How to get to Al Ain

Al Ain sits 160km south of both Abu Dhabi and Dubai on the Oman Border.

The easiest way to get to Al Ain is in a private motor vehicle, though there are also public transport options. From Abu Dhabi you can take the X90 bus from Abu Dhabi Central Station, or from Dubai, since April 2019 Route 201 operates from Al Ghubaiba bus station in Deira.

We have a detailed guide on how to get to Al Ain from both Dubai and Abu Dhabi here.

There are large, fast freeways that take you between the major cities of the UAE and Al Ain

Anyone attempting to self-drive, be aware of very fast-moving traffic, and the roads leading into Al Ain can be susceptible to fog.

If you’d prefer the private tour and driver option, here is a selection available with our preferred provider, Get Your Guide:


When to visit Al Ain

Like much of the UAE, it’s hot pretty much year-round – despite being described as an Oasis City! 

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It does have some redeeming features in the hotter months though such as Green Muffazah and the Oases, as well as less humidity which make it moderately cooler than being on the coast.

The best time to visit remains over the cooler winter months from late October through to April.

As mentioned above, be aware in winter of fog that can hang around until as late as lunchtime before it burns off. You will get the best views from Jebel Hafeet at sunset.

Due to museum opening times, if you are visiting for more of the culture and history avoid Monday’s as many places will be shut. Friday prayers are also strictly observed with many attractions and businesses shut until late in the day Friday.


Where to stay in Al Ain

There are several fairly reasonably priced resorts and hotels based in Al Ain, albeit not as shiny and modern as their coastal counterparts!

Family Fun close to town – Al Ain Rotana Hotel

Rotana is highly rated, in an excellent central location and provides large rooms perfect for families, including interconnecting rooms. On-site, they also have several dining options including Trader Vics making this one of our central Al Ain favourite.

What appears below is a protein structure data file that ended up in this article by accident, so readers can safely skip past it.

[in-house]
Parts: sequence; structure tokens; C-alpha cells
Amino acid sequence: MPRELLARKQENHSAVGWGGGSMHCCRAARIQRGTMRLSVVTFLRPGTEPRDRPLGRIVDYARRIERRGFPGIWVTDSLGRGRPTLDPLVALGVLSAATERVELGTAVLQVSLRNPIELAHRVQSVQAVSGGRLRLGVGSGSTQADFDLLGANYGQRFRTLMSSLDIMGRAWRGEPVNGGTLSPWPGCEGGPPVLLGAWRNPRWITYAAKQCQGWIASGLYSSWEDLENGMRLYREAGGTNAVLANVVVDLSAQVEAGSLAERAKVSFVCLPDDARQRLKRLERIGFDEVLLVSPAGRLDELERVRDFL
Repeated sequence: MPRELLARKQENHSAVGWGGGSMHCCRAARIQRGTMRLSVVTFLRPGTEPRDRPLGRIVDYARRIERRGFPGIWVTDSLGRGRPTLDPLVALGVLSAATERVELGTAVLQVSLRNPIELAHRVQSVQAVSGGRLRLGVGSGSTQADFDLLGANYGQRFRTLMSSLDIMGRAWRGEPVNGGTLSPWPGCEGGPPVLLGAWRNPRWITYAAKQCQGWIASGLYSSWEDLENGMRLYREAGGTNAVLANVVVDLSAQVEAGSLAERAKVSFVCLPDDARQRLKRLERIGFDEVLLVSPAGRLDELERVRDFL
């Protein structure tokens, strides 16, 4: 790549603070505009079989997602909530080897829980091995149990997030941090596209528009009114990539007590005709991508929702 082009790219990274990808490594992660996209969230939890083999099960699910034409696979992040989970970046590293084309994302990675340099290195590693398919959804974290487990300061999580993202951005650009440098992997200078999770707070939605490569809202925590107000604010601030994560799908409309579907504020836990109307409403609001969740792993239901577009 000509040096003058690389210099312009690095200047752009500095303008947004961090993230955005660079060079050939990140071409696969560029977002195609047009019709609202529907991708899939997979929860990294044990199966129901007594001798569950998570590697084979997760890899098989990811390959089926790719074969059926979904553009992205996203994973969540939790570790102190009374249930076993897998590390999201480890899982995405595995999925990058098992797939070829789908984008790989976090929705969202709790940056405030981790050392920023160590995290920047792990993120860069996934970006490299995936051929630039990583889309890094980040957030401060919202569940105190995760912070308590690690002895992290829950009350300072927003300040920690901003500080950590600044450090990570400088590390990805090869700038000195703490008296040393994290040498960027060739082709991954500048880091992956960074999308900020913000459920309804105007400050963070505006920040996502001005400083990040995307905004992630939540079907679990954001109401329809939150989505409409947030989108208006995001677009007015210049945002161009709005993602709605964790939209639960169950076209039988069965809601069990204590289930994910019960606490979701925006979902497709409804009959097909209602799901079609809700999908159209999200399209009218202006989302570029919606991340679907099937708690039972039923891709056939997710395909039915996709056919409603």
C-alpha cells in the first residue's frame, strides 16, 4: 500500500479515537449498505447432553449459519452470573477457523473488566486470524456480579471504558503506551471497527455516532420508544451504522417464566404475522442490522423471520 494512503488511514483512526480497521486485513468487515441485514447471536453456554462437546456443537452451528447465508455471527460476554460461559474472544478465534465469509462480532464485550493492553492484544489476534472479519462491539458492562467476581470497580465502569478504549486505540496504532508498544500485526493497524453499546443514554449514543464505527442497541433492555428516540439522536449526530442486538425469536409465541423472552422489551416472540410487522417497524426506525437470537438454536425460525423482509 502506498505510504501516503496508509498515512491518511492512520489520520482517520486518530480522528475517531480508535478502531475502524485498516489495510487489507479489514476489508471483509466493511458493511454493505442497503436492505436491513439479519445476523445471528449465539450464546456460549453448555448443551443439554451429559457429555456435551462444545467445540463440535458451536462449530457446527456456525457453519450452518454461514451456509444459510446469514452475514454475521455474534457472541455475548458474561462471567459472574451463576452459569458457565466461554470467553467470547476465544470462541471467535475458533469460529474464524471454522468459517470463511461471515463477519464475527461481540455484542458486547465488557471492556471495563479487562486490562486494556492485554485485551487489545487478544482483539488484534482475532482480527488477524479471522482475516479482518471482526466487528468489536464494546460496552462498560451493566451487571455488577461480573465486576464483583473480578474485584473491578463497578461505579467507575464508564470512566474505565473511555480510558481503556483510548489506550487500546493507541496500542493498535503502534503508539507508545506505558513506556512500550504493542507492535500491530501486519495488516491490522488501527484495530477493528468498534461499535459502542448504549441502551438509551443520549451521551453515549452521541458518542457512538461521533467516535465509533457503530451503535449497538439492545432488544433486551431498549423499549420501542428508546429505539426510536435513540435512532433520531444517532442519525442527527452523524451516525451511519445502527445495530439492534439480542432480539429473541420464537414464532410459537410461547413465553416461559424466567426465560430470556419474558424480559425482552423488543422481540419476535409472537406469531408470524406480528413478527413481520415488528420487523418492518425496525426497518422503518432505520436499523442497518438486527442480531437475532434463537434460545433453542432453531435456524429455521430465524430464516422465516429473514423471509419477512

Check Prices on Booking.Com | Compare search prices on Hotels Combined

Al Ain Rotana

Amazing views on top of Jebel Hafeet – the Mecure Grand Jebel Hafeet

The only hotel on Jebel Hafeet the Mecure commands some spectacular views over Al Ain.

Check Prices on Booking.Com | Compare search prices on Hotels Combined

Resort life in Al Ain – Danat

Danat Al Ain is a good old family favourite, known for its extensive choice of restaurants and leisure facilities.

Check Prices on Booking.Com | Compare search prices on Hotels Combined

Luxury Desert Resort  – Telal Resort

If you are happy to stay a little bit out of town, a not to miss experience is staying at Telal Resort. Maybe best for the romantic retreat rather than the kids as this one is pure tranquillity.

Check Prices on Booking.Com | Compare search prices on Hotels Combined


Further Reading on the UAE

Before you go, check out these guides to family fun and visitor information for the United Arab Emirates.


 

Al Ain Oasis City

Have you been to Al Ain? Are there any more family-friendly venues or secret cultural gems you would recommend are worth a visit? 

This post has been adapted and updated from an original guide to Al Ain published on Our Globetrotters family travel blog in October 2018. All information used with permission.

This post is no way sponsored by any of the attractions or hotels mentioned. This post contains affiliate links, if you make a purchase via one of our links we may make a small commission at no additional cost to you. You can read our full website terms of use here.